• A good and positively trending business financial performance according to the business tax returns for the most recent few years is critical.
  • A selling price with an adequate down payment must show that a buyer can pay himself and pay the bank back based on the historical performance of the business.
  • An existing business model that suggests after the sale that good financial performance will continue for many years is essential.
  • A buyer that has the relative experience for that particular acquisition and a seller that will help in a smooth transition makes more deals successful.

These are just a few things to consider as you look at acquiring a business with a business loan from a bank or credit union. Give me a call if you’d like to talk about business selling or buying.


Roger Kerndt

The Business Brokers, Inc.


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Benefits of Serving, Connecting and Networking

Recently, I had an opportunity to connect with three other local business professionals for the purpose of developing a new networking group. The owner of a consulting firm, a banker, a business software advisor and I sat together at a local coffee shop and discussed ways we could help each other with referrals and in the process grow our own businesses.

We discussed an organizational structure and developed our vision for future work together. I made the initial contact with our business consultant partner through a connection via a local chamber of commerce event.

Small business owners are incredibly busy with the daily grind of keeping the wheels turning and the doors open. Very seldom do the majority of business owners take time to reach out and connect with other business owners. Serving your community, connecting with colleagues in your field and networking with other business owners is very important in generating new leads and expanding your business horizons.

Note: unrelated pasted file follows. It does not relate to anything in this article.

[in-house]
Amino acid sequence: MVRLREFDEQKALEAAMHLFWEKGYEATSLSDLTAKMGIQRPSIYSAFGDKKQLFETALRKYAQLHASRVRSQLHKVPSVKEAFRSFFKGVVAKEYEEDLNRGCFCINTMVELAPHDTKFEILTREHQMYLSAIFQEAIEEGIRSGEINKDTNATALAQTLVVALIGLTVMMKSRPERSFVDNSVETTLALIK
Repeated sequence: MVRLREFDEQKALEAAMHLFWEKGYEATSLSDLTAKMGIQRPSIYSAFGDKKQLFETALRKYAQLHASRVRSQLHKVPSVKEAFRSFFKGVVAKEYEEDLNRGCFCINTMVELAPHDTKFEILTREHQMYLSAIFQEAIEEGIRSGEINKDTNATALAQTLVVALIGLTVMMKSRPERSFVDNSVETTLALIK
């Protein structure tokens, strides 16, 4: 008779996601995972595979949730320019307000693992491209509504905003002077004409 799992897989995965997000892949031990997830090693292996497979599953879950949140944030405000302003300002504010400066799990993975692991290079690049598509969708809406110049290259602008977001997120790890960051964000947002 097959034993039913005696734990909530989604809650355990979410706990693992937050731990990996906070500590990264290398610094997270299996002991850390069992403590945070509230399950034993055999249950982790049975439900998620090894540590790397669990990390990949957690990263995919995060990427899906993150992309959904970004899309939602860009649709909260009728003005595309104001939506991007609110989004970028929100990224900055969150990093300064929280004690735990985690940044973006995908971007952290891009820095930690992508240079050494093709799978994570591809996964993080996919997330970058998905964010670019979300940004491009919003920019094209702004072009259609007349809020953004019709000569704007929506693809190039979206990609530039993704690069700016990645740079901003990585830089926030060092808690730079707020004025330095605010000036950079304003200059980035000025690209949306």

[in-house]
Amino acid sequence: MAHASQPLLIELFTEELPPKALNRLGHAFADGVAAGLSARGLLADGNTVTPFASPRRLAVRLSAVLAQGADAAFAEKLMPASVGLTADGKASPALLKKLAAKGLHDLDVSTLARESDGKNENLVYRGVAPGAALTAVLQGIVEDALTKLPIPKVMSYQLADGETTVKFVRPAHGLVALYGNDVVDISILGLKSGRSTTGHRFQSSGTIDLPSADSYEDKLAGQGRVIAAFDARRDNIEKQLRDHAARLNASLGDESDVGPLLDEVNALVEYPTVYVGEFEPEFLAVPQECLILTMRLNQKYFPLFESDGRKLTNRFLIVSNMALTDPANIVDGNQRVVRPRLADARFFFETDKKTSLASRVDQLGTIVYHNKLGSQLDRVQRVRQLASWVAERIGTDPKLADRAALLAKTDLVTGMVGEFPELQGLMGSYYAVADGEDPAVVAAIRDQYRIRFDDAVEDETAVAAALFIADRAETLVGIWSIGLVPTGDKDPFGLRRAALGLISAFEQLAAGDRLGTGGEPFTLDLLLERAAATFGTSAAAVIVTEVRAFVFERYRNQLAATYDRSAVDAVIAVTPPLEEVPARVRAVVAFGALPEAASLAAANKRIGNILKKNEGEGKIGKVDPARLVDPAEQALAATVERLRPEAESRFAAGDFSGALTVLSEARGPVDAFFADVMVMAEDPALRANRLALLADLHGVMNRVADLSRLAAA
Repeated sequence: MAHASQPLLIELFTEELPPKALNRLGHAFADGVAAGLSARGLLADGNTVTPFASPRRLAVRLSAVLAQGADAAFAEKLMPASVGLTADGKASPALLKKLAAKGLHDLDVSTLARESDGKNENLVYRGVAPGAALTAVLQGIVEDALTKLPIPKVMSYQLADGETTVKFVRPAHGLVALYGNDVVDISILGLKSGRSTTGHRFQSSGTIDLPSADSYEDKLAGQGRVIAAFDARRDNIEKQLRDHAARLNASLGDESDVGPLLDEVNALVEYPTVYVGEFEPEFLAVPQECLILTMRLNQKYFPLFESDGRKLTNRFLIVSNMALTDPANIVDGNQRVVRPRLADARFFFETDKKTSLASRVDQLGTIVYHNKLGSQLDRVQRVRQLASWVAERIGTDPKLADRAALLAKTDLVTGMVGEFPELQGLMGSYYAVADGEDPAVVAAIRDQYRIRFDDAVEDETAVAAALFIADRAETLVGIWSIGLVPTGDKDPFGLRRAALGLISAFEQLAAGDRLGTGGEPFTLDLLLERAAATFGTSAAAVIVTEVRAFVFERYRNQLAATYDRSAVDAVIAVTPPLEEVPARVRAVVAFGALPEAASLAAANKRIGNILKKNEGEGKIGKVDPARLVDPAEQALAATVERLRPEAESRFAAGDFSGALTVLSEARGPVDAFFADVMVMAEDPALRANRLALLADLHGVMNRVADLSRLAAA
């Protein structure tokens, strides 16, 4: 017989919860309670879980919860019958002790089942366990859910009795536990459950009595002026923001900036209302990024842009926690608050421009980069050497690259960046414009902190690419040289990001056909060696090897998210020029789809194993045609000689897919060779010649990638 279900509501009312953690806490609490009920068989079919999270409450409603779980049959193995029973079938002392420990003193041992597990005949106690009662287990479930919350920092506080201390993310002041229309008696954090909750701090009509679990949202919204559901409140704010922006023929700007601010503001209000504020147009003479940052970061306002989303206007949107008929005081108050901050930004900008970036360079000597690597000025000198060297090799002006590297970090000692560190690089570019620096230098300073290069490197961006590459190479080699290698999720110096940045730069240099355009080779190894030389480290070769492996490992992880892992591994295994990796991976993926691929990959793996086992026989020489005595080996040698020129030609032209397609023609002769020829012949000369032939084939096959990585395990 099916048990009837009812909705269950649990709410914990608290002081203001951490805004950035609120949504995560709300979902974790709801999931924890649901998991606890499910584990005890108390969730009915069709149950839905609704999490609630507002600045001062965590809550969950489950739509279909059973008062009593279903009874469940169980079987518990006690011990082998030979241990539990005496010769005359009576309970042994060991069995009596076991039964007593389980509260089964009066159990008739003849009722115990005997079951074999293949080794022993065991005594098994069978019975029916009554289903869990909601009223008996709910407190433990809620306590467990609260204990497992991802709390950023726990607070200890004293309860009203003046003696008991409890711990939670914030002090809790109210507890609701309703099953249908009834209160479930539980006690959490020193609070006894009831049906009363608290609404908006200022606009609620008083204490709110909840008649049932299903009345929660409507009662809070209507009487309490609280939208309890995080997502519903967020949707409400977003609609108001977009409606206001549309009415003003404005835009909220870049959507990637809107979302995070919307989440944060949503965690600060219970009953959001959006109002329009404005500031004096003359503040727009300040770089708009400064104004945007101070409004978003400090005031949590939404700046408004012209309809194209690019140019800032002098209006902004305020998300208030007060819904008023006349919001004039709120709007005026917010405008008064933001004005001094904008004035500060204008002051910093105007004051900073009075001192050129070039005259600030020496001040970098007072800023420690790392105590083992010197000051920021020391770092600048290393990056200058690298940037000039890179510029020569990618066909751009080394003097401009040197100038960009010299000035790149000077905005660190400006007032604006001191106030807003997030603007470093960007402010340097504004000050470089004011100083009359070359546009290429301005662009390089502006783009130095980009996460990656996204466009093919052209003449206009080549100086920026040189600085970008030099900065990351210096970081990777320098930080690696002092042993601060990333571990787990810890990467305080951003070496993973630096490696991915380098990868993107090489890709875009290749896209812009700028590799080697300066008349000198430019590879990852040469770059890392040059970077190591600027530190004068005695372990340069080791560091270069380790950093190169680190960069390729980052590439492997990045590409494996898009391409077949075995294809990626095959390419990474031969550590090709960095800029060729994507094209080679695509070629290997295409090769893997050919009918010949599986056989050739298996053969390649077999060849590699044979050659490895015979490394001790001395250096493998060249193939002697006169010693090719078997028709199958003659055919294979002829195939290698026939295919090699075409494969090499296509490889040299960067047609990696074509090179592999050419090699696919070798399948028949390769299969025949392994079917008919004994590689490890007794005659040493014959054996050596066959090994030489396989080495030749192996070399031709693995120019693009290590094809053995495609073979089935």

At the Business Brokers, Inc., our agents and brokers are members of multiple chambers, service organizations, and informal networking groups. These connections have led to multiple referrals and ultimate business sales. If you are a business owner looking to expand your territory or increase your sales, these connections and contacts are critical. In addition, serving your communities through boards, chambers, and service groups just makes you feel good by paying it forward.

Happy connecting!

Dan Meyer

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We Have a Buyer For Your Business

I recently came across a cartoon with a business owner showing an employee a large file room and he said:

“This is where we store all the letters from brokers who claim to have buyers for our business.”

Unfortunately, business owners have heard this a number of times. In most cases, it is just not true. How can a buyer be interested in buying your business, when they know little about it?

Our experience in working with buyers from across Iowa, is that they may have an interest in a certain industry or business type but until they see and learn all kinds of information about your specific business, they are truly not a buyer. They are at best, a prospect.

So the old but true phrase we’ve heard numerous times of “buyer beware” also holds true for sellers!

That’s where we as true partners come in. We only bring real interested buyers to you once they have an understanding of your business, your history, and the opportunity.

Mike Schoville


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Business Owners – The Yellow Pages are Dead!!

Business and business marketing is always changing and evolving. And today, it’s a new day in the world of business!